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Classical vs Keynesian

Week 2: Discussion Questions

1. Explain the different viewpoints of Classical and Keynesian economists. How did the economy that existed at the time these theories were developed influence these theories? Which theory seems to be more appropriate for the economy today?

2. Why do Keynesian economists believe that market forces do not automatically adjust for unemployment and inflation? What is their solution for the stabilization of economic fluctuations? Why do they believe changes in government spending impact the economy differently than changes in income taxes?

3. What is the difference between contractionary and expansionary fiscal policy? Which do you think is more appropriate today? Explain your answer. How might contractionary and expansionary fiscal policy affect your organization?

4. Have you experienced an economic recession? How did it affect hiring practices at your place of employment?

5. How do Classical and Keynesian economists differ in their solutions for inflation and unemployment problems?

6. Inflation, on average, makes people neither richer nor poorer. Therefore it has no cost. True or false? Explain.

7. What roles do specialization and division of labor play in economists' support of free trade?

8. If the economy were close to high potential output, would policymakers present their policy prescriptions to increase real output any differently than if the economy were far from potential output? Why?

9. What is the current state of U.S. fiscal policy? Would you advise the United States to change its fiscal policy? Why?

10. Why does cutting taxes by $100 have a smaller effect on GDP than increasing expenditures by $100?

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1. Explain the different viewpoints of Classical and Keynesian economists. How did the economy that existed at the time these theories were developed influence these theories? Which theory seems to be more appropriate for the economy today?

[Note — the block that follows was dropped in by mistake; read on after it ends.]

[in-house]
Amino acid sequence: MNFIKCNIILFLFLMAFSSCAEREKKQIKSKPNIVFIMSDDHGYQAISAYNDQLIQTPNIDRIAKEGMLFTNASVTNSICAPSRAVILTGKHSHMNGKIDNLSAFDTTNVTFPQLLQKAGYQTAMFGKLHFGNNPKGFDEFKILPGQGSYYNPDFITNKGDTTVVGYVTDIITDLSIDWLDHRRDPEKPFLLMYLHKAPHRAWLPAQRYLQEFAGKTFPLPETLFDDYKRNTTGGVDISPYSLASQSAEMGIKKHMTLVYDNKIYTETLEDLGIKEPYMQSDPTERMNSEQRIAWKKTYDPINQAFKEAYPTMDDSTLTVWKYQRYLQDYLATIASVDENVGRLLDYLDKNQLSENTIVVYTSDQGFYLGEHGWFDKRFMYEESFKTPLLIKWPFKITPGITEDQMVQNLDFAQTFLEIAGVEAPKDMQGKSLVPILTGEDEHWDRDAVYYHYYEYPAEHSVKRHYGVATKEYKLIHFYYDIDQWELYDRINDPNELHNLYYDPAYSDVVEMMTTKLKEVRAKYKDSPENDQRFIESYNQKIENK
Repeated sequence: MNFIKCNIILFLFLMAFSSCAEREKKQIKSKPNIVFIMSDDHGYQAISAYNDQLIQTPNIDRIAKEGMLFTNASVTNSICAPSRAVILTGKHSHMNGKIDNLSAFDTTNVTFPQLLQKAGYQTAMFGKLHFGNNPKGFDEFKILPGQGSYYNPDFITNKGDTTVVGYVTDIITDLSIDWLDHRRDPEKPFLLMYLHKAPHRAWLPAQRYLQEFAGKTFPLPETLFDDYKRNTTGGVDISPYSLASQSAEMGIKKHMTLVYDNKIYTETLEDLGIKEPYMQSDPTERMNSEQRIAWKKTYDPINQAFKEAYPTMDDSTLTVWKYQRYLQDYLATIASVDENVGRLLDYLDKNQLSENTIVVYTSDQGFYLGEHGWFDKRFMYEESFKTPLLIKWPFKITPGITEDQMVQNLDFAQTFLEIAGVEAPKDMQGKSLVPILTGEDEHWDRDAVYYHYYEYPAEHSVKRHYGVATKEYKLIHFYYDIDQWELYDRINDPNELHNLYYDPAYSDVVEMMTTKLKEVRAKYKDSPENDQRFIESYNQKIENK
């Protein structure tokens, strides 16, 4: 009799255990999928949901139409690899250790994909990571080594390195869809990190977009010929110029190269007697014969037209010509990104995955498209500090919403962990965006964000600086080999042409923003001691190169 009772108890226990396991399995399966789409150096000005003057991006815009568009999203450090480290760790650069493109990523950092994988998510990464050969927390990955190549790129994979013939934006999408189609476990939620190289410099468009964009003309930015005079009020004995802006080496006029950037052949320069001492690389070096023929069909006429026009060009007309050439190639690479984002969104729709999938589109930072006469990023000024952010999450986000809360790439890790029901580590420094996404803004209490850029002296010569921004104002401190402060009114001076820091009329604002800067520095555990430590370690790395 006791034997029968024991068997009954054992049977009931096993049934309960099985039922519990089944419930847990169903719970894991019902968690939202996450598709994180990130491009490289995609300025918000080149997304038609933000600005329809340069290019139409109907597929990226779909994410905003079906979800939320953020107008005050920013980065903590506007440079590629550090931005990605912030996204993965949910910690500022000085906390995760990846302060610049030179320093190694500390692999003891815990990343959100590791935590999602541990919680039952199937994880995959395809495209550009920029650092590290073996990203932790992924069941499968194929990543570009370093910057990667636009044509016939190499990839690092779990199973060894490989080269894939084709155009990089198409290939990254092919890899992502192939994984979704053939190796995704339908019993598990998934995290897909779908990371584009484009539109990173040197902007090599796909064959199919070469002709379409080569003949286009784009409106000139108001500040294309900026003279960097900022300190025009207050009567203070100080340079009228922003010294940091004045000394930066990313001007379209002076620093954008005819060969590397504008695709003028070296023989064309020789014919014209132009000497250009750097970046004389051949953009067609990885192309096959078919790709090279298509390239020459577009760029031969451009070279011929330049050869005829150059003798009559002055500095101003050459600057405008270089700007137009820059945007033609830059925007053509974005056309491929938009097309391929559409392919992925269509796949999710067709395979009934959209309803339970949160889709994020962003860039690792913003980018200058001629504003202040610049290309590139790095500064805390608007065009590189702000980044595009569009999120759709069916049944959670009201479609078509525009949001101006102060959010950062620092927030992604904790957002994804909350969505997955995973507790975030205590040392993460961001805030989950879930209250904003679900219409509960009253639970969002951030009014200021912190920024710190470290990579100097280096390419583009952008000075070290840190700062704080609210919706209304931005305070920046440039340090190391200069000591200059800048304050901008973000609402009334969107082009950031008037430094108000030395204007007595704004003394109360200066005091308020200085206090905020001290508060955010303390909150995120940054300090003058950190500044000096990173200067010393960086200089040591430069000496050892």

Keynes saw the aggregate supply curve as being horizontal at outputs less than the full-employment output and vertical only at full employment. Declines in aggregate demand do not change the price level because wages and prices are assumed to be "sticky" - they move upward with ease, but are inflexible downward. The AD curve is inherently unstable because of the volatility of investment spending. Decreases in AD can cause a recession as the lack of spending ripples through the economy. Unless the government intervenes the economy can spiral into a depression. The economy does not automatically adjust because the economic trend overwhelms individuals' responses to it.

On the contrary, classical economics argues that adjustments in prices would automatically make demand tend to the full employment level. Known as Say's law, it states that the wages and profits paid out during the production of goods are equal to the total sum required to buy them, and that therefore they can always be sold, in a type of barter system. Thus unemployment can be caused only by high and rigid real wages. The proper solution is to cut wages. In Classical theory the AS curve is perfectly vertical. When prices fall, real profits do not decrease because wages fall by the same percentage. With constant real profits, firms have no reason to change the quantities of output they supply. AD is stable so long as the monetary authorities hold the money supply constant. This means that there is little threat of either inflation and deflation. A decline in demand will bring the economy to a new equilibrium as wages and price adjust.

The argument, Keynes points out, depends on supposing that, whenever someone saves, the labor and commodities they would otherwise have consumed are 'automatically invested in the production of capital wealth'. But this type of barter system doesn't apply in a money economy. If such saving can occur, then some of the money paid out in wages and profits is not spent on goods, and all the goods produced need not be bought. An overproduction of goods in relation to the market for them can then arise.

The Keynesian view seems more consistent with the facts of the Great Depression; in that period, real output declined by nearly 40 percent in the United States and remained low for a decade. However, Keynesian economics would have predicted a return to stagnation after the war, as lack of aggregate demand or investment demand (after ...

Solution Summary

Classical vs Keynesian economics on inflation and unemployment

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